Founder’s Fatigue

Starting a business often feels like falling in love – at first, there’s the whirlwind of emotion; curiosity, anxiety (will this work?) and bursts of high energy. After all, it’s the start of something new.  Your business becomes the primary object of attention and it begins to channel all of your energy and excitement.  We think, “Great! I could do this forever!”.

Over time, the reality of life in business sets in and the romanticism evaporates before our very eyes. With many founders finding themselves struggling with motivation or finding themselves overwhelmed at the challenges ahead.  Yes, this is commonly known as burnout; but if you’re an entrepreneur, it called founder’s fatigue.  

Founder’s fatigue can present in a range of ways, and it can also be a significant contributor to more serious mental health, or wider health, issues.

So, how do you deal with founders’ fatigue before it deals with you?

  1. Acceptance.  First, you need to accept and acknowledge that you have founder’s fatigue. As part of acceptance, it’s important to understand that how you’re feeling is normal and that many people in business feel a similar way.  Acknowledge this as a temporary state that you can overcome.
  2. Ask for help.  It’s important to make sure that you ask for help from people whose opinion you trust and value. Dealing with difficult times alone is always more challenging than having someone by your side.
  3. Give yourself a break!  It may feel as though it’s impossible to take time away from your business, however, this is the point that you really must step away, even if for a weekend, to give yourself a break and recalibrate. While you might often feel like you have super-powers, you don’t!  By taking a break, you can increase your focus and come back feeling re-energised.  
  4. Focus on strengths.  Be ruthless with your assessment of what you do well and what you don’t do well, then focus on the stuff you know you’re going to nail.  Make sure you align your areas of responsibility to things that you enjoy doing, this is a key way to avoid fatigue.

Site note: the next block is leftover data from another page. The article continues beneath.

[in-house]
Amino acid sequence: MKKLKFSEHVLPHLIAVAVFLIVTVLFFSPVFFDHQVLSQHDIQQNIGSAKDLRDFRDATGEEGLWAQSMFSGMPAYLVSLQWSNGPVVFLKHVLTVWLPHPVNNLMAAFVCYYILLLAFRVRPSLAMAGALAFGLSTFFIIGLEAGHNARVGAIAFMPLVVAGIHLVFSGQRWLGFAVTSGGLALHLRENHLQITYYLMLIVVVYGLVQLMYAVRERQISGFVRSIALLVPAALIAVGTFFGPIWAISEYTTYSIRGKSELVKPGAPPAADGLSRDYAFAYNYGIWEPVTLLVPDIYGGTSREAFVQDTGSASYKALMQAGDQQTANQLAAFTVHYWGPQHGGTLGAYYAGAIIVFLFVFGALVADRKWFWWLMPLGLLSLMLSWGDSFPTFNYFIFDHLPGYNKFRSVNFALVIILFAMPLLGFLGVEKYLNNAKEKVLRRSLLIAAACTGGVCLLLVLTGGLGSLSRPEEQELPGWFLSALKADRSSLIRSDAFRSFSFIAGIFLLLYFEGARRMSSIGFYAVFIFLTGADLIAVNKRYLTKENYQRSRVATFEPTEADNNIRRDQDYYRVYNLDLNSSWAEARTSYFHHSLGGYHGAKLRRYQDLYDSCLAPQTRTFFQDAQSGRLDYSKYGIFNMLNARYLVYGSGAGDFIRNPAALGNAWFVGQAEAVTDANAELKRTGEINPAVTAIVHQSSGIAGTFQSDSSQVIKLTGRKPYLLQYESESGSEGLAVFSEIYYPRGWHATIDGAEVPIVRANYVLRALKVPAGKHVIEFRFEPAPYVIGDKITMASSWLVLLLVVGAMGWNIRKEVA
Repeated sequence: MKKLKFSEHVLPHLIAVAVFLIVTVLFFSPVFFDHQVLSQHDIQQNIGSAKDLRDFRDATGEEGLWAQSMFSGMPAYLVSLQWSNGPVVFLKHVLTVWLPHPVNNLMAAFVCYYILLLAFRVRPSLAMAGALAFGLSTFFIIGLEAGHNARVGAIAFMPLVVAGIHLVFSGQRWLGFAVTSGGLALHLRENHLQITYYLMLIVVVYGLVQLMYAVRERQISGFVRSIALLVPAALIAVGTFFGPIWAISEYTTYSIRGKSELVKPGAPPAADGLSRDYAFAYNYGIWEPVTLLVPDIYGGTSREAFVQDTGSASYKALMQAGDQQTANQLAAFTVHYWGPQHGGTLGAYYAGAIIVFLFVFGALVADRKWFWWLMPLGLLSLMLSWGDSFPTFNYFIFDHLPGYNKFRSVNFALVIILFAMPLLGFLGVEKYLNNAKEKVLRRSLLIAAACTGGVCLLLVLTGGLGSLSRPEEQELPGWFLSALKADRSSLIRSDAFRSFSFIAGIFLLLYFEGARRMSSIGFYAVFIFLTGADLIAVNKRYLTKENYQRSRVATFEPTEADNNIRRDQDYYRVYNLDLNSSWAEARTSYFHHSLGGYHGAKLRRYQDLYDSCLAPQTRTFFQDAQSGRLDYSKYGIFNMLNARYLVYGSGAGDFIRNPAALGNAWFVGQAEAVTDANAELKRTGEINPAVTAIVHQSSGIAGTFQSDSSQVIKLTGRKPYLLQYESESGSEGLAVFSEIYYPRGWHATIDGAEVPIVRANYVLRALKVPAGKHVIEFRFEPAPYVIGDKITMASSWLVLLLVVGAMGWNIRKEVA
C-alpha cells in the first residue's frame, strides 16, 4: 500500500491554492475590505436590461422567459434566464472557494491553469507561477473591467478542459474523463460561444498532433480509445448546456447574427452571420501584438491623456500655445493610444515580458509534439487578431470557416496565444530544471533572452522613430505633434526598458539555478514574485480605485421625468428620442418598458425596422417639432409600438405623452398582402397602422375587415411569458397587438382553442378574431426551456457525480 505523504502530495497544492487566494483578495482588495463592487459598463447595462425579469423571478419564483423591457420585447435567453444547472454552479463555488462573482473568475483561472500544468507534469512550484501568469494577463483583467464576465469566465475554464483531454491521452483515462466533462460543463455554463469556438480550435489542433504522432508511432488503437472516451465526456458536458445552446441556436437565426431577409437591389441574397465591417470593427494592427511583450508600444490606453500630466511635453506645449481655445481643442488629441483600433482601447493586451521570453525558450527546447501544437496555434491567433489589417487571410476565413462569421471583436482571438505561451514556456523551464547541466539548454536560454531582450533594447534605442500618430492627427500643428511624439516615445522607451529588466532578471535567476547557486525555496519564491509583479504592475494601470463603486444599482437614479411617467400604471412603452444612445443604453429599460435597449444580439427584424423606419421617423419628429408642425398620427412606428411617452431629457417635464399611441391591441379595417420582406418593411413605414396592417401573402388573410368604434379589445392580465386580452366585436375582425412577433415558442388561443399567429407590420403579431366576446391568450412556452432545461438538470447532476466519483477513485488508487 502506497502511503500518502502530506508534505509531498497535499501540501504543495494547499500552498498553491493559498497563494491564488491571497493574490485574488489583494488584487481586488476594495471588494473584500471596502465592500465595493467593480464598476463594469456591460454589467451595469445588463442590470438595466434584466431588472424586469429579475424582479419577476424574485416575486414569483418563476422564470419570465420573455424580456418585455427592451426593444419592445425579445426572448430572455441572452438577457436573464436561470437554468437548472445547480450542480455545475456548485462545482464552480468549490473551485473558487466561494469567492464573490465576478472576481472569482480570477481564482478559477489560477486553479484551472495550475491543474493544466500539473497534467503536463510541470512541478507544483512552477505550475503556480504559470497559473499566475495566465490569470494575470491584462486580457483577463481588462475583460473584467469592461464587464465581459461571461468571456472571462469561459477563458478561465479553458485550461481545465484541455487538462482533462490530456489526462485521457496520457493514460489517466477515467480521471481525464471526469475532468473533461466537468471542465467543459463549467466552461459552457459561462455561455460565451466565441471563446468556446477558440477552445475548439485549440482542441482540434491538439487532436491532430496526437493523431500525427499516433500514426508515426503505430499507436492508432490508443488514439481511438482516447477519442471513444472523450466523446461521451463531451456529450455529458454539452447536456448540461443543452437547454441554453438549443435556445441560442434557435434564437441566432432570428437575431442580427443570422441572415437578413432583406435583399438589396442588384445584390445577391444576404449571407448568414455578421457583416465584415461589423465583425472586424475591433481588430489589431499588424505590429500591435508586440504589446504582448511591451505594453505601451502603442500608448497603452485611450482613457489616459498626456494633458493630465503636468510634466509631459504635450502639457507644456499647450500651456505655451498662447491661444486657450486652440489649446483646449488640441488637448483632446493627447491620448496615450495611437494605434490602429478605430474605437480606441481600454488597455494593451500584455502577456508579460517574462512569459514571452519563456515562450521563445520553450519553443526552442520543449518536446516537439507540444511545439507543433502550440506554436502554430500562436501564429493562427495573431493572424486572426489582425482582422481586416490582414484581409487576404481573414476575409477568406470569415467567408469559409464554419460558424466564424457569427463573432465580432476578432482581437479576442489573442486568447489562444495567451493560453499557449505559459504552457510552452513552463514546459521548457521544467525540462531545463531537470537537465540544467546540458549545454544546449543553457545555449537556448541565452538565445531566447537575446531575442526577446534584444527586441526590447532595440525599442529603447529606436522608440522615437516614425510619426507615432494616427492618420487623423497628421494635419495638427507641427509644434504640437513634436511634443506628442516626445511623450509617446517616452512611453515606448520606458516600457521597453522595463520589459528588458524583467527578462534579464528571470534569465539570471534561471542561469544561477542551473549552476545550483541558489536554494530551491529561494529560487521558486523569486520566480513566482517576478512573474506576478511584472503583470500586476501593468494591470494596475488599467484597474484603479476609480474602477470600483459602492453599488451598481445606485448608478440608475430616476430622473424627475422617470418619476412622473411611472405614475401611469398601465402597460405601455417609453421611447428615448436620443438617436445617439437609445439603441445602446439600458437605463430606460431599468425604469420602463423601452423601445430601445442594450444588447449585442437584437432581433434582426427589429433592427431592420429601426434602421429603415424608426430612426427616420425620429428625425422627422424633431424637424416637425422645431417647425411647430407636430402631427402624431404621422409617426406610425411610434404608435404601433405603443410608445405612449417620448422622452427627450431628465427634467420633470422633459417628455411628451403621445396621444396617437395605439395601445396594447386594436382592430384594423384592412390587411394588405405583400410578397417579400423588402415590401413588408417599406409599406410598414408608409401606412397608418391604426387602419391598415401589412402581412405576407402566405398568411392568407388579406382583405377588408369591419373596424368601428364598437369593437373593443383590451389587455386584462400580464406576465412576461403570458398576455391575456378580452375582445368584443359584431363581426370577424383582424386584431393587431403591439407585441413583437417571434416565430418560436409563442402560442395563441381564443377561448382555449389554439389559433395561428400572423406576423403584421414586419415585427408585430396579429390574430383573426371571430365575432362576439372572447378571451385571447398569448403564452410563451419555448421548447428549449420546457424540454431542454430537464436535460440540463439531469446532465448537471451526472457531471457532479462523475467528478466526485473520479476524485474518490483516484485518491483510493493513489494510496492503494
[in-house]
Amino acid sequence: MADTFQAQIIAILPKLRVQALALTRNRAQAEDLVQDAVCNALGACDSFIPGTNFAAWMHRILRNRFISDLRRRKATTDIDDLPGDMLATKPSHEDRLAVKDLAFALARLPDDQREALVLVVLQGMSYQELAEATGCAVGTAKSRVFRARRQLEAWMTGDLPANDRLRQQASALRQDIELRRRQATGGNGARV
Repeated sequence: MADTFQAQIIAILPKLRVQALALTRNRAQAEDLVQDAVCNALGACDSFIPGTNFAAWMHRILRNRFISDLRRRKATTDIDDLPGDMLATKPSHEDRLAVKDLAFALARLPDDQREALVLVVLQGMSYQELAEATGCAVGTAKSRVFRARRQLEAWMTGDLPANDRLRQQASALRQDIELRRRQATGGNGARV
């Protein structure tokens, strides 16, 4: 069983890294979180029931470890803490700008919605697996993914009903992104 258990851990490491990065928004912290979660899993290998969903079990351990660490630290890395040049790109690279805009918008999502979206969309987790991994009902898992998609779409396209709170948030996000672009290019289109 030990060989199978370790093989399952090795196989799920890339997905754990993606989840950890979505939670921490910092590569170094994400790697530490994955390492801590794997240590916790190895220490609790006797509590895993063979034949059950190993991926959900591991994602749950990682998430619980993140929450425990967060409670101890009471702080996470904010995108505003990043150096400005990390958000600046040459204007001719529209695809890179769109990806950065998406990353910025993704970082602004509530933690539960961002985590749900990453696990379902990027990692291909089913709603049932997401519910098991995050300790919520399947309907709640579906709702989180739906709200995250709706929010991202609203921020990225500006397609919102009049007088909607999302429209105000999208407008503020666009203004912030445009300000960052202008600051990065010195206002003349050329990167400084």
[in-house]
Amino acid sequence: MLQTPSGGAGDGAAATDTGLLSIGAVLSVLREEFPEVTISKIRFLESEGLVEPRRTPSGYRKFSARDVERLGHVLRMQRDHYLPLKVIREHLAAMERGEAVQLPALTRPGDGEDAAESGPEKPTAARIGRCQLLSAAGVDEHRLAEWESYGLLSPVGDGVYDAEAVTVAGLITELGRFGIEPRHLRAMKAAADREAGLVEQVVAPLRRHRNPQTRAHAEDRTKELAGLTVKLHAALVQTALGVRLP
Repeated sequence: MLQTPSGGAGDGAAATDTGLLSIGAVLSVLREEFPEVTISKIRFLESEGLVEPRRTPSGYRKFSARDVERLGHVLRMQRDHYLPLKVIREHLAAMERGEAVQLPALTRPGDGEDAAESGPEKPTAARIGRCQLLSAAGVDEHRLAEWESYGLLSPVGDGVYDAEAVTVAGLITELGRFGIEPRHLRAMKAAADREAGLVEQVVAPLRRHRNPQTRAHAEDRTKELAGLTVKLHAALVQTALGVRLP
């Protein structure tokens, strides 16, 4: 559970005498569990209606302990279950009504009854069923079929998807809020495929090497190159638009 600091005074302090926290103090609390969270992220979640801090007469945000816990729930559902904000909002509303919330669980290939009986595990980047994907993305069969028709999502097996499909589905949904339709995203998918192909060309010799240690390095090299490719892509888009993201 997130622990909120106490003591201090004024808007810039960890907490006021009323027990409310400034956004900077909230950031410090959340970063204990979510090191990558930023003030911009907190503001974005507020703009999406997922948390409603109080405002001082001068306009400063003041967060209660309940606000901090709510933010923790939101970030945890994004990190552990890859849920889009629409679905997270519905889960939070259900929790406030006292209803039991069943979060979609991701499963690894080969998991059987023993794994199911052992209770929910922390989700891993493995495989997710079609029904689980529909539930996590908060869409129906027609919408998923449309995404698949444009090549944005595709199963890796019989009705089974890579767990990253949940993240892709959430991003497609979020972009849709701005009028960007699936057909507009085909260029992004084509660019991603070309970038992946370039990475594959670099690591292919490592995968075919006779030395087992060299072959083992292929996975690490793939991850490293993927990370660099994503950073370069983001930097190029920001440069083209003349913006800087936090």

5. Reward.  You can’t just “give, give, give” without getting something in return.  Most people have a limit with what they can cope with.  For many years, we operated without taking a salary from our businesses, sacrificing buying a home and stability for our family in favor of pursuing a dream.  Truth be told, we often felt on the verge of breaking.  Only you will know when you are at the point where you must get something in return for the hard work you’ve put in.
  6. Find your allies.  Go to networking events, speak to other entrepreneurs and find your tribe.  Arm yourself with literature, read articles and books, and listen to podcasts from others who have lived it!  Learning from, and talking with others who are on a similar journey, is often helpful in digesting and assessing issues and more than anything you’ll realise that you’re far from alone in your journey!
  7. Face your fears.  Yell “BOO! I see you!” to that monster in your closet – its name is fear and it hates to be acknowledged for what it is. Acknowledging our fears in business is critical for success.  Don’t ever stick your head in the sand!  What happens if the worst-case scenario becomes reality? What if we lose our most important contract?  What if we run out of cash?  What if a competitor comes and crushes us?  What if we can’t make this business successful?  Don’t just let your monster sit on your shoulder with its cruel incantations! Acknowledge it and create plans for dealing with your worst fears.

Remember, success has many masters and success doesn’t happen overnight. There genuinely is no such thing as an overnight success story, success stories are built over several years with tears and hardship along the way.

But, there is also a time to call it quits.  Heartbreakingly, just like some relationships, unfortunately there are some companies or ideas that simply don’t work.  This can be because the problem that you’re solving doesn’t truly exist or that you aren’t solving the problem well enough.  Or simply because there is too little investment to make the business a success.

Entrepreneurs are born – not made – and while one business might not work to its expected potential, it’ll teach you invaluable lessons for the rest of your life.  Above all else, never lose hope and look at every challenge as the next greatest lesson you’ll learn.